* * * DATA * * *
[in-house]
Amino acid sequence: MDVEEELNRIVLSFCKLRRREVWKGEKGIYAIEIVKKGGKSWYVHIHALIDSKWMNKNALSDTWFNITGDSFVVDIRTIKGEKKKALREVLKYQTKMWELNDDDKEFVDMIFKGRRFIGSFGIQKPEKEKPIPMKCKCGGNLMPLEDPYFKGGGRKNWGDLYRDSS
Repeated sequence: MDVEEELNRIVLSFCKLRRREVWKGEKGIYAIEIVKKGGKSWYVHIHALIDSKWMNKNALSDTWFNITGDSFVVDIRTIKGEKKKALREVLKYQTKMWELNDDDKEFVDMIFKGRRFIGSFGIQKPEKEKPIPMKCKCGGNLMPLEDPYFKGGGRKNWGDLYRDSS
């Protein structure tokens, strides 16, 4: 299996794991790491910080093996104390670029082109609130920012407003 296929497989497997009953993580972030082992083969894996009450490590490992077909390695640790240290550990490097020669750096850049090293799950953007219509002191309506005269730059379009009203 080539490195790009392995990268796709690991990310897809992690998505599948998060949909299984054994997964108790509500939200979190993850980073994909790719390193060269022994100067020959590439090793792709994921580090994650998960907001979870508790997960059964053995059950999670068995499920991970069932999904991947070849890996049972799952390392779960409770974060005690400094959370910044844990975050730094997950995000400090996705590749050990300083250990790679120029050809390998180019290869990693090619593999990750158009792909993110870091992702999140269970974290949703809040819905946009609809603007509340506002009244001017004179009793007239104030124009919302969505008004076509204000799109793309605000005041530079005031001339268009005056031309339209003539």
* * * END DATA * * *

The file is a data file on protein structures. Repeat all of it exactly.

[in-house]
Amino acid sequence: MDVEEELNRIVLSFCKLRRREVWKGEKGIYAIEIVKKGGKSWYVHIHALIDSKWMNKNALSDTWFNITGDSFVVDIRTIKGEKKKALREVLKYQTKMWELNDDDKEFVDMIFKGRRFIGSFGIQKPEKEKPIPMKCKCGGNLMPLEDPYFKGGGRKNWGDLYRDSS
Repeated sequence: MDVEEELNRIVLSFCKLRRREVWKGEKGIYAIEIVKKGGKSWYVHIHALIDSKWMNKNALSDTWFNITGDSFVVDIRTIKGEKKKALREVLKYQTKMWELNDDDKEFVDMIFKGRRFIGSFGIQKPEKEKPIPMKCKCGGNLMPLEDPYFKGGGRKNWGDLYRDSS
């Protein structure tokens, strides 16, 4: 299996794991790491910080093996104390670029082109609130920012407003 296929497989497997009953993580972030082992083969894996009450490590490992077909390695640790240290550990490097020669750096850049090293799950953007219509002191309506005269730059379009009203 080539490195790009392995990268796709690991990310897809992690998505599948998060949909299984054994997964108790509500939200979190993850980073994909790719390193060269022994100067020959590439090793792709994921580090994650998960907001979870508790997960059964053995059950999670068995499920991970069932999904991947070849890996049972799952390392779960409770974060005690400094959370910044844990975050730094997950995000400090996705590749050990300083250990790679120029050809390998180019290869990693090619593999990750158009792909993110870091992702999140269970974290949703809040819905946009609809603007509340506002009244001017004179009793007239104030124009919302969505008004076509204000799109793309605000005041530079005031001339268009005056031309339209003539």